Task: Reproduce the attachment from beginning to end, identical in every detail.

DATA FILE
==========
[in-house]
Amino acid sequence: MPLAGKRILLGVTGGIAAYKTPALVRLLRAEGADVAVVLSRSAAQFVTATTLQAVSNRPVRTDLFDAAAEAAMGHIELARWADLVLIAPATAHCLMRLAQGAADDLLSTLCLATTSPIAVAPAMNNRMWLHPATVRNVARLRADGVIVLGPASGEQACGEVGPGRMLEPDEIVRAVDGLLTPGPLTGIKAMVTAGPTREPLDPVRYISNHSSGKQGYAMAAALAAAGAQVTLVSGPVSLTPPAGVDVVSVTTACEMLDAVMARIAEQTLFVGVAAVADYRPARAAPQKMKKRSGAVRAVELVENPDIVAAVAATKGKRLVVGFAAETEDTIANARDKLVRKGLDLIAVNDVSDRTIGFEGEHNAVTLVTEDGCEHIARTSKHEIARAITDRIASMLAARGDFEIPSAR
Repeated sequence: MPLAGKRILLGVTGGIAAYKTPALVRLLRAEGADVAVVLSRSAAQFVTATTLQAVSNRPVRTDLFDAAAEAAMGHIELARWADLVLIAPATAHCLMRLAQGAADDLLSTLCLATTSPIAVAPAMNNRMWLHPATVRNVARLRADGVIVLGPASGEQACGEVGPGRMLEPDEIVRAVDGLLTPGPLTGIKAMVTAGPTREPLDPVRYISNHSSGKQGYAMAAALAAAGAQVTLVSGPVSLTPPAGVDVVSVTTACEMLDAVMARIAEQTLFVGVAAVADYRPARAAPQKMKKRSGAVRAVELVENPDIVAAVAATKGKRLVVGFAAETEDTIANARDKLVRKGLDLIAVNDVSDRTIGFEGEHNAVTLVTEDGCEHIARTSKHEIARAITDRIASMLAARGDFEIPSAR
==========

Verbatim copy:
[in-house]
Amino acid sequence: MPLAGKRILLGVTGGIAAYKTPALVRLLRAEGADVAVVLSRSAAQFVTATTLQAVSNRPVRTDLFDAAAEAAMGHIELARWADLVLIAPATAHCLMRLAQGAADDLLSTLCLATTSPIAVAPAMNNRMWLHPATVRNVARLRADGVIVLGPASGEQACGEVGPGRMLEPDEIVRAVDGLLTPGPLTGIKAMVTAGPTREPLDPVRYISNHSSGKQGYAMAAALAAAGAQVTLVSGPVSLTPPAGVDVVSVTTACEMLDAVMARIAEQTLFVGVAAVADYRPARAAPQKMKKRSGAVRAVELVENPDIVAAVAATKGKRLVVGFAAETEDTIANARDKLVRKGLDLIAVNDVSDRTIGFEGEHNAVTLVTEDGCEHIARTSKHEIARAITDRIASMLAARGDFEIPSAR
Repeated sequence: MPLAGKRILLGVTGGIAAYKTPALVRLLRAEGADVAVVLSRSAAQFVTATTLQAVSNRPVRTDLFDAAAEAAMGHIELARWADLVLIAPATAHCLMRLAQGAADDLLSTLCLATTSPIAVAPAMNNRMWLHPATVRNVARLRADGVIVLGPASGEQACGEVGPGRMLEPDEIVRAVDGLLTPGPLTGIKAMVTAGPTREPLDPVRYISNHSSGKQGYAMAAALAAAGAQVTLVSGPVSLTPPAGVDVVSVTTACEMLDAVMARIAEQTLFVGVAAVADYRPARAAPQKMKKRSGAVRAVELVENPDIVAAVAATKGKRLVVGFAAETEDTIANARDKLVRKGLDLIAVNDVSDRTIGFEGEHNAVTLVTEDGCEHIARTSKHEIARAITDRIASMLAARGDFEIPSAR